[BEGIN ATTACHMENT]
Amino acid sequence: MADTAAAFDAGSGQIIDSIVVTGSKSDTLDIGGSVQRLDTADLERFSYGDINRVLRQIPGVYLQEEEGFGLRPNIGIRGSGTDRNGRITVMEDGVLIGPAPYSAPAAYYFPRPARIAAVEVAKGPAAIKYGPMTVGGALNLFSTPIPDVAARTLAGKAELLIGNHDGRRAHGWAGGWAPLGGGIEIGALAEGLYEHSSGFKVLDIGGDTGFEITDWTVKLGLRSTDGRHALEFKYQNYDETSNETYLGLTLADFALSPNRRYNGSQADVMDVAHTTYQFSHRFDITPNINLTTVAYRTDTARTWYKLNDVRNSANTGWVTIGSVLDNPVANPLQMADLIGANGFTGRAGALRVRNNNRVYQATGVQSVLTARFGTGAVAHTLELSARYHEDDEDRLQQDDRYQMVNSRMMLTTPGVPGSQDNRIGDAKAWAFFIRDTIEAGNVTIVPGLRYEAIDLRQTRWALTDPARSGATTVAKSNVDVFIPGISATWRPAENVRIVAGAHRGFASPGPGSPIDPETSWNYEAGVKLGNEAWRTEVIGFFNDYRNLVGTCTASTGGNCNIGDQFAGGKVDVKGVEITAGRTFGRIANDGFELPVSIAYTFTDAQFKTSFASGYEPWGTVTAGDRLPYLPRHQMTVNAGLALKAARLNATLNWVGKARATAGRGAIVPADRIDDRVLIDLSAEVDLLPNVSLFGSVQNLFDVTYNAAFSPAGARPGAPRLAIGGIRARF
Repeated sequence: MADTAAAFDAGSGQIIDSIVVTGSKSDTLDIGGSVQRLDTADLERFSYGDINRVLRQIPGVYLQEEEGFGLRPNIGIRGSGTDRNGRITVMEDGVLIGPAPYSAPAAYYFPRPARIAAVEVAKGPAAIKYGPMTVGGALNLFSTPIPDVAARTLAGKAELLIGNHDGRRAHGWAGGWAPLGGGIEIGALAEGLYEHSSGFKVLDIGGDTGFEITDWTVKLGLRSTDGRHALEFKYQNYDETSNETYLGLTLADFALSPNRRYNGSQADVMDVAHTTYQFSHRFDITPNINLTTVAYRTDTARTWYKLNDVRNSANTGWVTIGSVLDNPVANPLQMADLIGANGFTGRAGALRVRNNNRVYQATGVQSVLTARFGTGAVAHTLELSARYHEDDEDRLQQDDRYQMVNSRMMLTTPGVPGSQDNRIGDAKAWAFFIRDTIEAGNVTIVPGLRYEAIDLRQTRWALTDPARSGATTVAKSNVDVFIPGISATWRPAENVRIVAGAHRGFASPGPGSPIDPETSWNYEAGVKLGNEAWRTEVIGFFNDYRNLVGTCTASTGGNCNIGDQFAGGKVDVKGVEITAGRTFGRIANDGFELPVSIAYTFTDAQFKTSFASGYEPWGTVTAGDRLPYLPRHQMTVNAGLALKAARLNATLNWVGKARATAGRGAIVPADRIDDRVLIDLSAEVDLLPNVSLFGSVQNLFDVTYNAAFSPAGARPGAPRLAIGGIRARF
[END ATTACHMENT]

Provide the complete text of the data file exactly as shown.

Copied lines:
Amino acid sequence: MADTAAAFDAGSGQIIDSIVVTGSKSDTLDIGGSVQRLDTADLERFSYGDINRVLRQIPGVYLQEEEGFGLRPNIGIRGSGTDRNGRITVMEDGVLIGPAPYSAPAAYYFPRPARIAAVEVAKGPAAIKYGPMTVGGALNLFSTPIPDVAARTLAGKAELLIGNHDGRRAHGWAGGWAPLGGGIEIGALAEGLYEHSSGFKVLDIGGDTGFEITDWTVKLGLRSTDGRHALEFKYQNYDETSNETYLGLTLADFALSPNRRYNGSQADVMDVAHTTYQFSHRFDITPNINLTTVAYRTDTARTWYKLNDVRNSANTGWVTIGSVLDNPVANPLQMADLIGANGFTGRAGALRVRNNNRVYQATGVQSVLTARFGTGAVAHTLELSARYHEDDEDRLQQDDRYQMVNSRMMLTTPGVPGSQDNRIGDAKAWAFFIRDTIEAGNVTIVPGLRYEAIDLRQTRWALTDPARSGATTVAKSNVDVFIPGISATWRPAENVRIVAGAHRGFASPGPGSPIDPETSWNYEAGVKLGNEAWRTEVIGFFNDYRNLVGTCTASTGGNCNIGDQFAGGKVDVKGVEITAGRTFGRIANDGFELPVSIAYTFTDAQFKTSFASGYEPWGTVTAGDRLPYLPRHQMTVNAGLALKAARLNATLNWVGKARATAGRGAIVPADRIDDRVLIDLSAEVDLLPNVSLFGSVQNLFDVTYNAAFSPAGARPGAPRLAIGGIRARF
Repeated sequence: MADTAAAFDAGSGQIIDSIVVTGSKSDTLDIGGSVQRLDTADLERFSYGDINRVLRQIPGVYLQEEEGFGLRPNIGIRGSGTDRNGRITVMEDGVLIGPAPYSAPAAYYFPRPARIAAVEVAKGPAAIKYGPMTVGGALNLFSTPIPDVAARTLAGKAELLIGNHDGRRAHGWAGGWAPLGGGIEIGALAEGLYEHSSGFKVLDIGGDTGFEITDWTVKLGLRSTDGRHALEFKYQNYDETSNETYLGLTLADFALSPNRRYNGSQADVMDVAHTTYQFSHRFDITPNINLTTVAYRTDTARTWYKLNDVRNSANTGWVTIGSVLDNPVANPLQMADLIGANGFTGRAGALRVRNNNRVYQATGVQSVLTARFGTGAVAHTLELSARYHEDDEDRLQQDDRYQMVNSRMMLTTPGVPGSQDNRIGDAKAWAFFIRDTIEAGNVTIVPGLRYEAIDLRQTRWALTDPARSGATTVAKSNVDVFIPGISATWRPAENVRIVAGAHRGFASPGPGSPIDPETSWNYEAGVKLGNEAWRTEVIGFFNDYRNLVGTCTASTGGNCNIGDQFAGGKVDVKGVEITAGRTFGRIANDGFELPVSIAYTFTDAQFKTSFASGYEPWGTVTAGDRLPYLPRHQMTVNAGLALKAARLNATLNWVGKARATAGRGAIVPADRIDDRVLIDLSAEVDLLPNVSLFGSVQNLFDVTYNAAFSPAGARPGAPRLAIGGIRARF